“We decided to have the MSU for clinical purposes, but we also felt it was important to contribute whatever practical knowledge could be gained,” says neurologist Nobl Barazangi, M.D., Ph.D., the co-medical director of the program. “So we decided to take part in the multicenter, national clinical trial.”
“It’s already been proven that the sooner a patient is treated, the better their outcome, especially with respect to tPA,” Dr. Barazangi says.Theoretically, there should also be reduced costs: upfront, because the person’s hospitalization is shorter, and later on, due to fewer disabilities. “So getting to patients faster and treating them faster makes complete sense,” she says.
The clinical trial involves recording current treatment data, then following up with MSU patients up to a year later.
Philanthropic Funding Makes the MSU a Reality
years ago, Joey English, M.D., Ph.D., a Sutter Health neurointerventionalist, met
with James Grotta, M.D., a well- known neurologist at Memorial Hermann Medical Group
in Houston, Texas, to learn more about mobile stroke units. Dr. Grotta launched the
nation’s first MSU in 2014, and is director of the Mobile Stroke Unit Consortium.Dr.
English then brought the concept to Janet Wagner, CEO of Mills-Peninsula. “We
were so excited about it, we just kept bringing the idea up, keeping it in the forefront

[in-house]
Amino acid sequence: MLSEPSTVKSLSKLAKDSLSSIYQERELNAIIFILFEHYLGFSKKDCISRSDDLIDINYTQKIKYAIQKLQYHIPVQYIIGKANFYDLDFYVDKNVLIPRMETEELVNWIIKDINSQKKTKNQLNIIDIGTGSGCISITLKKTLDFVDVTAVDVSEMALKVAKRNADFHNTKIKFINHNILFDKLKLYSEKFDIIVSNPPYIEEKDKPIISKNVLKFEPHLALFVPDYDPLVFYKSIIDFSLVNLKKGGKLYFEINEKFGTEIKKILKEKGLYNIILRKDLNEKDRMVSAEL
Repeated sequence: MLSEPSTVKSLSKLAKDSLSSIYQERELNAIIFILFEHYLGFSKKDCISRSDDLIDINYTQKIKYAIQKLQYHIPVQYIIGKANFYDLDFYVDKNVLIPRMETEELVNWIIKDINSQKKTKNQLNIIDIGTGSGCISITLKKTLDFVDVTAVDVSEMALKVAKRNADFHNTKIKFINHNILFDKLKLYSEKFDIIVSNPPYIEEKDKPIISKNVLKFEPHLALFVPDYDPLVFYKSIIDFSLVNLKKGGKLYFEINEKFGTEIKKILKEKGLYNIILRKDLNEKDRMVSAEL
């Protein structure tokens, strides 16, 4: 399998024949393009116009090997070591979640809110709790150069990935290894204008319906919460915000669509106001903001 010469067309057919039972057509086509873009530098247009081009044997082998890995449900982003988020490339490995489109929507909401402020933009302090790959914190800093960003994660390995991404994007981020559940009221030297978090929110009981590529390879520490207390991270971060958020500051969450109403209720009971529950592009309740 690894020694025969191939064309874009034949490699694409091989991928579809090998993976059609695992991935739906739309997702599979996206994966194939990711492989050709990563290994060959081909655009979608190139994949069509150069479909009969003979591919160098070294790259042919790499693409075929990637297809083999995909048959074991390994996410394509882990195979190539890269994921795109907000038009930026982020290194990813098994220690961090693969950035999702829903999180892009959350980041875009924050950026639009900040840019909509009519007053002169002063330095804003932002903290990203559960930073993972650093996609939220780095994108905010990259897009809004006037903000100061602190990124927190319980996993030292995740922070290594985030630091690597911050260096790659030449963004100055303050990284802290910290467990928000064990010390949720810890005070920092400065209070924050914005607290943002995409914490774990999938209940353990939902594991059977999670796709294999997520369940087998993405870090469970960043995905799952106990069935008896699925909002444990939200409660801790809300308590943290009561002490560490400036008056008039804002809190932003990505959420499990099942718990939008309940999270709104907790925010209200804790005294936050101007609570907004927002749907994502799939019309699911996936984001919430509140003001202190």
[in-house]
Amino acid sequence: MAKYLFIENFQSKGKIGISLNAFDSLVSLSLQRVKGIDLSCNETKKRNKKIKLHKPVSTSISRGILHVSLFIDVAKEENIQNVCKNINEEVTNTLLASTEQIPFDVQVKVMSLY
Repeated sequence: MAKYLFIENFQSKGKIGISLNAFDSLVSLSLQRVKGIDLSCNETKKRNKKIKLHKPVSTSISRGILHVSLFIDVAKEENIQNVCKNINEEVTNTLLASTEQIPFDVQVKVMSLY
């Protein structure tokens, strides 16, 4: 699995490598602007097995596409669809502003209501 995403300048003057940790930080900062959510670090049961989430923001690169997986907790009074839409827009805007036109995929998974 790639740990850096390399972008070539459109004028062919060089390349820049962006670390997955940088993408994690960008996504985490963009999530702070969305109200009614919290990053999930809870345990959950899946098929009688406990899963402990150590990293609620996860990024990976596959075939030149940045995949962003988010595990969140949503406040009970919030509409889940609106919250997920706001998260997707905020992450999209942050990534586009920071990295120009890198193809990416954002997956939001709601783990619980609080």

of conversations,” recalls Jenny Im, R.N., MBA, director of the Neuroscience
Service Line. The MSU program was launched two years later, operating in partnership
with the City of San Mateo and local emergency services, and funded 100 percent by
Mills-Peninsula Hospital Foundation.
Six other academic medical centers across the country are also participating in the clinical trial; Mills-Peninsula is the only community hospital involved.
“We have partnered with Memorial Hermann, New York Presbyterian, UCLA, University of Tennessee, UCHealth in Colorado and Indiana University, who are all doing formal clinical trials like we are,” says Jenny. “Our goal is to publish the outcomes of our MSU pilot. We suspect the results will prove that an MSU is beneficial in the pre-hospital setting. This will allow us to obtain future funding to establish MSUs as a standard of care across the country.”
An Exciting Adjustment
Most neurologists work in hospital settings, not ambulances. So working out in the field in the MSU has been an interesting adjustment for the on-board stroke specialists. Another change has been working in conjunction with the ambulance and fire department staff who also respond to each call.
“The pre-hospital setting is the turf of paramedics and EMTs,” says Dr. Spokoyny. “We’re working in a much larger team. So to make this program successful we needed to recognize everyone’s expertise and find a good work flow.” Prior to the program launch, the three services ran extensive practice drills together.
So how does it feel to work in an emergency department on wheels? “It’s very exciting,” says Dr. Spokoyny. “I’m using my same knowledge and expertise in stroke care, but applying it in a different environment.“That’s why I feel so passionately about the MSU. It doesn’t up-end the type of care people get when they come to the hospital. It just shifts that care into the pre-hospital arena, saving precious time. I am confident that this program is going to be very successful and will help save many lives.”